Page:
Tour the home of modern cryptology and the birthplace of the electronic computer.
The Mansion at Bletchley Park. Though this is the most photogenic building (and oft-used when Bletchley Park is discussed), not much actual code-breaking work went on there.
Also, the weather was rainy and miserable when I was there, giving a far more accurate representation of what it's normally like than the sunny pictures you'll see elsewhere on the Web (it is Britain, after all).
One you're out of the ticket building (which, next to the main entrance, is actually a little bit away from the Mansion), you begin a cleverly-designed guided tour. You're given a heavily-protected iPod touch, which has a video explanation for each area, plus additional videos, interviews, and photos which add to the experience. It worked really well.
One of the lovely rooms inside the Mansion. Before the huts were built to accommodate the ever-growing staff, this room housed German and Italian Navy code/cipher breakers. Later it was home to a typing pool.
I thought this was a neat touch. The ballroom you saw in the previous slide was an addition long before the war. Here you can see one of the original exterior windows. A movie projector was set up roughly where I'm standing, and projected through a hole where the window was, to be viewed in the ballroom.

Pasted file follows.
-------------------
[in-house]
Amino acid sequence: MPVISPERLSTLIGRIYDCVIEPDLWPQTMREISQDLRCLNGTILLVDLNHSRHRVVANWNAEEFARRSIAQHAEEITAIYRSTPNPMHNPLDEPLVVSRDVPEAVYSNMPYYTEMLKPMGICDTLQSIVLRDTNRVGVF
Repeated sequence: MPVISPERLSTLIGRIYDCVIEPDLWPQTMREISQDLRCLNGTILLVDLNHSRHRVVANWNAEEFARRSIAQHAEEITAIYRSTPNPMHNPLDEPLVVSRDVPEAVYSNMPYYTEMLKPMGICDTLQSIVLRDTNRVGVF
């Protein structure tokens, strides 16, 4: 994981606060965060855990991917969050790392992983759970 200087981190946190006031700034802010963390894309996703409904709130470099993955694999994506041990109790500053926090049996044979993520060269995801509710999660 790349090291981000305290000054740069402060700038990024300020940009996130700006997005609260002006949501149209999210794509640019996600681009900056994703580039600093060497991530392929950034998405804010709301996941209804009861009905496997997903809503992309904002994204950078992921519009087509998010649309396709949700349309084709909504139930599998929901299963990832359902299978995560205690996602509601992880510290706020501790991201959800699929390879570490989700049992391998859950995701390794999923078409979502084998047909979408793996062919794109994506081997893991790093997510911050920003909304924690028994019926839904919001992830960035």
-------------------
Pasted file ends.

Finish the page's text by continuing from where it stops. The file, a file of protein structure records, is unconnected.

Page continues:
The back of the Mansion. There used to be a wireless receiver at the top of the tower (center, distant), but they realized this would make the building conspicuous, so they removed it early on in the war.
I tried to decode what special significance the truck's lettering held, but failed.
From Hut 11 you get to walk through Huts 3 and 6. They've set the rooms up to appear roughly as they did during WWII, including blackout shades that do wonders for ambiance, and do make photography a challenge.
Though the Bombe machines (and their successors) helped a tremendous amount, much of the code/cipher breaking was still done by people, with pencils and paper. Here you can see one of the crossword-puzzle-lookalikes that many used.
Each group of three (stacked vertically) functions as it's own Enigma machine. The top rotor spins rapidly, and at each full rotation, the rotor below clicks one letter over, when that one finishes its rotation, the one below it clicks over one letter. This goes through every permutation of the starting position of the encoding Enigma possible, in about 12.5 minutes.
This is only part of the whole process of reading enciphered transmissions, but the Bombes sped up the process significantly.
Since it would be decades before anyone who worked at Bletchley Park could talk about it, the British Government built a memorial to their service, estimated to have taken more than two years off the length of the war.
Check out more, and get info about taking a visit yourself, at the Bletchley Park website. It's just a hour outside London by train, and well worth the visit.